Fifty years ago today, William Bruce Rose, Jr. -- the child who would become Axl -- came kicking and screaming into this world. He's been kicking and screaming ever since, and that's precisely why we love him. Undoubtedly, it's been a richer half-century for his existence, and while he's not always the easiest guy to root for, we'd be remiss if we didn't honor the Guns N' Roses frontman for all he's accomplished.

Born in Lafayette, Ind., to a stiflingly religious family, Rose gravitated toward music at an early age. He moved to Los Angeles in 1982, and by 1985, he'd formed GNR, a group that, whether by luck or design, played sleazy Sunset Strip metal with just the right amount of punk edge and classic-rock formalism, inventing a sound that would resonate with millions.

Rose legally changed his name to W. Axl in 1986, and the following year, the group released 'Appetite for Destruction,' a game-changer of an album that would go on to sell more than 28 million copies. Seemingly overnight, Axl became a fixture on MTV, thrilling kids and terrifying parents with his banshee howls, strange outfits (kilts, biker shorts, mesh shirts) and numerous brushes with the law.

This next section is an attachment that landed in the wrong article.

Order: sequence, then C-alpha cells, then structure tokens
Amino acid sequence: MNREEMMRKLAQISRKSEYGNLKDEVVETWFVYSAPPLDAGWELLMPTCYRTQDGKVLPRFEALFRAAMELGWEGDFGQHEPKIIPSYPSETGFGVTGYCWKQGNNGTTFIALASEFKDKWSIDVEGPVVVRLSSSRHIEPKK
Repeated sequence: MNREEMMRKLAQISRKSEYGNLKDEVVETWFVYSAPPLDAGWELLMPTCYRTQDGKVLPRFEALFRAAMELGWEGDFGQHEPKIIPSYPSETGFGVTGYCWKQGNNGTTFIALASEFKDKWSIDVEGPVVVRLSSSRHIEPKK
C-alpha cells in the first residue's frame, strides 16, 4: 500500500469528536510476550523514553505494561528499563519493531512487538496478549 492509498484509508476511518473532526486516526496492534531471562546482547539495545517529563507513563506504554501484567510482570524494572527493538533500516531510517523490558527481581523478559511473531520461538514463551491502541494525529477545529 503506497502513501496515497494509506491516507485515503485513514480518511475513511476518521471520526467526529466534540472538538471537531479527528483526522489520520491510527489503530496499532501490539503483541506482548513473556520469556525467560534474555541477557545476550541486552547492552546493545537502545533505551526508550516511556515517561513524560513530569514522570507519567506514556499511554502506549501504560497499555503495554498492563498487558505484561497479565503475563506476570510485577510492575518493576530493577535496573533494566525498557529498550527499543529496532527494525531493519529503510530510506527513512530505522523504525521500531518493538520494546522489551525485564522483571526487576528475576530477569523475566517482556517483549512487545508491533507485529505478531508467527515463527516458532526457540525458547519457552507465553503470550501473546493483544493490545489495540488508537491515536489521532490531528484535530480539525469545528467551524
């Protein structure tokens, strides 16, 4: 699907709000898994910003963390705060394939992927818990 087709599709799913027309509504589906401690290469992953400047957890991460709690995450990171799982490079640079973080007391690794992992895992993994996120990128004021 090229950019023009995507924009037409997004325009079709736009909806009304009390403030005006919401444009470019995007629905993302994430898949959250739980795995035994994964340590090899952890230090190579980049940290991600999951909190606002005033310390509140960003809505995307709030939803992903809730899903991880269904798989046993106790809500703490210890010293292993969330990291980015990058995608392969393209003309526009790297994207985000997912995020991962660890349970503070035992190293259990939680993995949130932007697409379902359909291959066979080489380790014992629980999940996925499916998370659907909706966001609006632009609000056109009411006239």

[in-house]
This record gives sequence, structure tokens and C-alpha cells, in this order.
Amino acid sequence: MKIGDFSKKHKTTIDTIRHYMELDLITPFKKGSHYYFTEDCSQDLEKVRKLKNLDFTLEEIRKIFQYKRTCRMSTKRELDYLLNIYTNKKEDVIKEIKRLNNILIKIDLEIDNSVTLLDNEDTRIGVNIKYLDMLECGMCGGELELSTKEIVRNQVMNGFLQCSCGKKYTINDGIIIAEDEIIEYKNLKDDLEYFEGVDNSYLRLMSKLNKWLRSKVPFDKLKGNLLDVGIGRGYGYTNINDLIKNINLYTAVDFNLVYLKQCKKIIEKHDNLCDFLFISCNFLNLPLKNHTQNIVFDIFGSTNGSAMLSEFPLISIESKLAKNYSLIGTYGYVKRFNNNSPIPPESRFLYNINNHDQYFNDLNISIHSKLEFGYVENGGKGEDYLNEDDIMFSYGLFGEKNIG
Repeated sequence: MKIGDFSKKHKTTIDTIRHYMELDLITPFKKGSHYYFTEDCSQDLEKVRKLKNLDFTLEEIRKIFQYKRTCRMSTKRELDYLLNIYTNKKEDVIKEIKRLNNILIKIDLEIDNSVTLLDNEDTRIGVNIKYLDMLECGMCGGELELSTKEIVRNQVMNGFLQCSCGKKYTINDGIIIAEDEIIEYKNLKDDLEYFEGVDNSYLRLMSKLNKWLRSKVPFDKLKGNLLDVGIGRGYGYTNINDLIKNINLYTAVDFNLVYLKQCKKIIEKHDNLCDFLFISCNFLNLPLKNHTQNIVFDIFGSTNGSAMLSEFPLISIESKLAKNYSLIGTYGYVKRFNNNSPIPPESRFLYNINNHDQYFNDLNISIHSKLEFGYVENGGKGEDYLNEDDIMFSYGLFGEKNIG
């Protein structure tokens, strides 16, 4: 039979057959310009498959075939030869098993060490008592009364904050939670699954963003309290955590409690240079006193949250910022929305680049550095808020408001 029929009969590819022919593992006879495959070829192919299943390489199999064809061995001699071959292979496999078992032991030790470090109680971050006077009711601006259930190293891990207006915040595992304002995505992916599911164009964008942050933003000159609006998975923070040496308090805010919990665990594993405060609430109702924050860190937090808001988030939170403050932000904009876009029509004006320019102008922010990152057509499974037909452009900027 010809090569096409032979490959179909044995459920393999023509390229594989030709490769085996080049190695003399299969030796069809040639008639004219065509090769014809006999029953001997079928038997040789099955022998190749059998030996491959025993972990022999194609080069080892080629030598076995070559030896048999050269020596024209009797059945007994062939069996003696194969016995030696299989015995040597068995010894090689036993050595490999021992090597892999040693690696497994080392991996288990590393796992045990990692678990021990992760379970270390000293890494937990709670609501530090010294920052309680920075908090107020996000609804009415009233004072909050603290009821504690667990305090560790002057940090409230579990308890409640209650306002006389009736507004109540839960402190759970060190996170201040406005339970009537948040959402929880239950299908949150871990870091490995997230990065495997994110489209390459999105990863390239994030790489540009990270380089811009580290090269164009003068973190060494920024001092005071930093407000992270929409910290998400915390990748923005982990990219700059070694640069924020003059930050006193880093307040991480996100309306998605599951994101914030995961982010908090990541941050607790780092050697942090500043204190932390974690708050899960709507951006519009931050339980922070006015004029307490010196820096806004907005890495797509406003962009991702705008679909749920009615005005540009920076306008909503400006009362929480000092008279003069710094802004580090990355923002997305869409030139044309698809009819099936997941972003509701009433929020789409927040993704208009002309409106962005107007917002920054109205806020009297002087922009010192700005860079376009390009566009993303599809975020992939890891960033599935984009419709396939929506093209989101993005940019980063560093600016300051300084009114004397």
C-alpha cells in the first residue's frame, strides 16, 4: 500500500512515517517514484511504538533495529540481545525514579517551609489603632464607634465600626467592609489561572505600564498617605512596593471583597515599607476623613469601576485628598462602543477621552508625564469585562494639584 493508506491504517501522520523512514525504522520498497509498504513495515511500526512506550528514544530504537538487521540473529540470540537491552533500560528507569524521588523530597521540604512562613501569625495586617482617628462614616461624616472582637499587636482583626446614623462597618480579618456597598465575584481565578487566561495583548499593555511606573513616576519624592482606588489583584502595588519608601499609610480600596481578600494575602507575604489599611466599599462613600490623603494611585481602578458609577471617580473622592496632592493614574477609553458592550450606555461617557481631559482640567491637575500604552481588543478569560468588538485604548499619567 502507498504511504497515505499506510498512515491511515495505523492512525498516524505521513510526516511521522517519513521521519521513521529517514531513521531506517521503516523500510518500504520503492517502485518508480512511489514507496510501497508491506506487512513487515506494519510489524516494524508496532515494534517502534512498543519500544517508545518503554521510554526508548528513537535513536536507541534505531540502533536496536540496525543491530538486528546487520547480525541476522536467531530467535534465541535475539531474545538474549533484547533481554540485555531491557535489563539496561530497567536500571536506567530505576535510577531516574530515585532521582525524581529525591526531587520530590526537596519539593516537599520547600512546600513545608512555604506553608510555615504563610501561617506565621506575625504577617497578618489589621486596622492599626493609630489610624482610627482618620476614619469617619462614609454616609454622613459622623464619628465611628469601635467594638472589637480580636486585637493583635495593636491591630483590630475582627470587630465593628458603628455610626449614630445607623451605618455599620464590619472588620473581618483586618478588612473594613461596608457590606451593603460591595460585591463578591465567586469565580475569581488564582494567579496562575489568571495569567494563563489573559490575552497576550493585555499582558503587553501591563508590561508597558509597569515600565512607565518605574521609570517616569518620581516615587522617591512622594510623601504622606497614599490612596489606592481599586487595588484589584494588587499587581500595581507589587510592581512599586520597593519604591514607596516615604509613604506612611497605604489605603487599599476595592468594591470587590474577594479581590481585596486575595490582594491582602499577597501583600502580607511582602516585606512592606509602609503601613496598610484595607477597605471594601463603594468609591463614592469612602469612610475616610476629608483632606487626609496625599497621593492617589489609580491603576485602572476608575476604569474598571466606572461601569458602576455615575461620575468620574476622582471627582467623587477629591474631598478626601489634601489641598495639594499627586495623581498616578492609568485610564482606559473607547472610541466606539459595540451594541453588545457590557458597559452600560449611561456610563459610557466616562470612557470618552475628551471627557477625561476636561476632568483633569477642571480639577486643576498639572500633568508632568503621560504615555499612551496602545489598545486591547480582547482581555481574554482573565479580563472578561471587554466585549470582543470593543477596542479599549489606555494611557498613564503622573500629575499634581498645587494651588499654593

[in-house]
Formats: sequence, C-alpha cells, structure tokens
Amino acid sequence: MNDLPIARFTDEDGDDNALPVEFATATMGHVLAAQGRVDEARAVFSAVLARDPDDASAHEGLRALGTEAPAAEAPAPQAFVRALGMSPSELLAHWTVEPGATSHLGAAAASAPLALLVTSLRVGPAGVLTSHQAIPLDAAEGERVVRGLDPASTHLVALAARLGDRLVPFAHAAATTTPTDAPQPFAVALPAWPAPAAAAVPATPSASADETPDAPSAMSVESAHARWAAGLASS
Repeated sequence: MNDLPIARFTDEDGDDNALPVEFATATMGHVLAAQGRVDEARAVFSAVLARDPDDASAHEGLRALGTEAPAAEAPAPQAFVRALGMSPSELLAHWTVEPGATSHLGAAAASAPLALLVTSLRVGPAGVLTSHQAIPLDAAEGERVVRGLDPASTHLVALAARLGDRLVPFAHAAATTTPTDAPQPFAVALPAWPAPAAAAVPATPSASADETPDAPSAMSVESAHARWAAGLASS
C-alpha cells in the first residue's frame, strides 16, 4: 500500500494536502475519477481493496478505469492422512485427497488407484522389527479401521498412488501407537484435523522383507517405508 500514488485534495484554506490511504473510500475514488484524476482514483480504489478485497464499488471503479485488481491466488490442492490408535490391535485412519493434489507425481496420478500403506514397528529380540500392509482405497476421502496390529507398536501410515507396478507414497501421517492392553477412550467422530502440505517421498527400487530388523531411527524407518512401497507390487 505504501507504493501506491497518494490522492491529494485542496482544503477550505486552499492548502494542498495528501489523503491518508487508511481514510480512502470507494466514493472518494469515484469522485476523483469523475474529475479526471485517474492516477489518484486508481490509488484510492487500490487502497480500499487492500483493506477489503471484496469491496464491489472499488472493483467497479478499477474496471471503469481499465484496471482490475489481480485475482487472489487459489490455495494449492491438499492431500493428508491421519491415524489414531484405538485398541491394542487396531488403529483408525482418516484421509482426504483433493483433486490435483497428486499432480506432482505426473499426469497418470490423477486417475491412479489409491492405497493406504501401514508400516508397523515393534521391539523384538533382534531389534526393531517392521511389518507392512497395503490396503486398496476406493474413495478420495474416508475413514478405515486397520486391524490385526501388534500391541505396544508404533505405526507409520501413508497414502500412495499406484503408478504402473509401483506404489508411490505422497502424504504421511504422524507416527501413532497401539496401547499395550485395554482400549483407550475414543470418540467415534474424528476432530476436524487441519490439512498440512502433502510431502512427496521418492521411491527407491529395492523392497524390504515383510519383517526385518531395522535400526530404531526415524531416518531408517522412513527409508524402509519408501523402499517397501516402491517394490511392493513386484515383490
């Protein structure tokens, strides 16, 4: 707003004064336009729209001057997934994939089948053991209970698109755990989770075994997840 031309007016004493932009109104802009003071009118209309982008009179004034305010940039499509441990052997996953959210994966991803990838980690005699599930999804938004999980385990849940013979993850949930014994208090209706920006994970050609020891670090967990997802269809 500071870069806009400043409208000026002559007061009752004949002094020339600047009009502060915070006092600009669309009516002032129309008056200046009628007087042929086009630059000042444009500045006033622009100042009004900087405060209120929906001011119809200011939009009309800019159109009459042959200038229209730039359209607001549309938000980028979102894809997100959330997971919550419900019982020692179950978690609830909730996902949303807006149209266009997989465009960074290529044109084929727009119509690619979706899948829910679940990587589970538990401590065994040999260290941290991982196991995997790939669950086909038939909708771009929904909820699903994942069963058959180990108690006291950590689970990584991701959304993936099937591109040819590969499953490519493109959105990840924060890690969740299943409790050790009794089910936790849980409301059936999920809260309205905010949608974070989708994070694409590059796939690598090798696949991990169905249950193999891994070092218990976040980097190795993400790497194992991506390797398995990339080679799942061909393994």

In September 1991, Guns dropped their magnum opus, the two-part 'Use Your Illusion' collection. Volume one contained 'November Rain,' a string-laden epic that hit No. 3 and inspired one of the more awesomely confounding and melodramatic videos of all time.

Sadly, 'November Rain' marked the start of long drought for the band. By 1997, the classic 'Appetite'-era lineup had completely dissolved, and while Rose soldiered on, cycling through replacement sidemen and devoting much blood and treasure to the creation of 2008's 'Chinese Democracy,' the band has never scored another top 10 hit.

Given that 'Democracy' took a decade to record, it seems unlikely Axl and his latest gang of ringers will reverse the trend and treat us to another blockbuster anytime soon.

But that doesn't matter. Loving Axl means always waiting for him to say "sorry" and knowing full well he never will. He's notoriously combative and unreliable, but at the end of the day, those traits probably make him a better singer and songwriter. They certainly make him a better rock star.

Perhaps Slash said it best, when he took to Twitter earlier today to send b-day wishes to both Axl and former Guns bassist Duff McKagan.

"Duff's bday yesterday, the redhead's today, Happy Birthday f---ers! iiiI; )'" he tweeted.

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